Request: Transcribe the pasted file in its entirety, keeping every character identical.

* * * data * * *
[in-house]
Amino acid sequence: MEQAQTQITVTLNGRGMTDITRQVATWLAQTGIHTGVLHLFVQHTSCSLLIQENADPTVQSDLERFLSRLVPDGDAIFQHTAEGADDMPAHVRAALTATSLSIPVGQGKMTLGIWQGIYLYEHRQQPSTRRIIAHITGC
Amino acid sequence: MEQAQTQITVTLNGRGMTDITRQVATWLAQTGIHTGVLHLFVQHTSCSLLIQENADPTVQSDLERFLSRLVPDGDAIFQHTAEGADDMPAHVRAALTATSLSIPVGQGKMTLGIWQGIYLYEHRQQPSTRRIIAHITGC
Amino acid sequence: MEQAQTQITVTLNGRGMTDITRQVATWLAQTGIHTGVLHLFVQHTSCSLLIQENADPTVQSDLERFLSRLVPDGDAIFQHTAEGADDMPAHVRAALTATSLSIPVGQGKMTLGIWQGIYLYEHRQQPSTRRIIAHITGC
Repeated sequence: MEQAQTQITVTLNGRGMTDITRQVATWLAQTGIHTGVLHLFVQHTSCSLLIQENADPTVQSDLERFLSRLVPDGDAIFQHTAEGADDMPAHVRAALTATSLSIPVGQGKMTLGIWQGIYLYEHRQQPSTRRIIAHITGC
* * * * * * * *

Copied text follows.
[in-house]
Amino acid sequence: MEQAQTQITVTLNGRGMTDITRQVATWLAQTGIHTGVLHLFVQHTSCSLLIQENADPTVQSDLERFLSRLVPDGDAIFQHTAEGADDMPAHVRAALTATSLSIPVGQGKMTLGIWQGIYLYEHRQQPSTRRIIAHITGC
Amino acid sequence: MEQAQTQITVTLNGRGMTDITRQVATWLAQTGIHTGVLHLFVQHTSCSLLIQENADPTVQSDLERFLSRLVPDGDAIFQHTAEGADDMPAHVRAALTATSLSIPVGQGKMTLGIWQGIYLYEHRQQPSTRRIIAHITGC
Amino acid sequence: MEQAQTQITVTLNGRGMTDITRQVATWLAQTGIHTGVLHLFVQHTSCSLLIQENADPTVQSDLERFLSRLVPDGDAIFQHTAEGADDMPAHVRAALTATSLSIPVGQGKMTLGIWQGIYLYEHRQQPSTRRIIAHITGC
Repeated sequence: MEQAQTQITVTLNGRGMTDITRQVATWLAQTGIHTGVLHLFVQHTSCSLLIQENADPTVQSDLERFLSRLVPDGDAIFQHTAEGADDMPAHVRAALTATSLSIPVGQGKMTLGIWQGIYLYEHRQQPSTRRIIAHITGC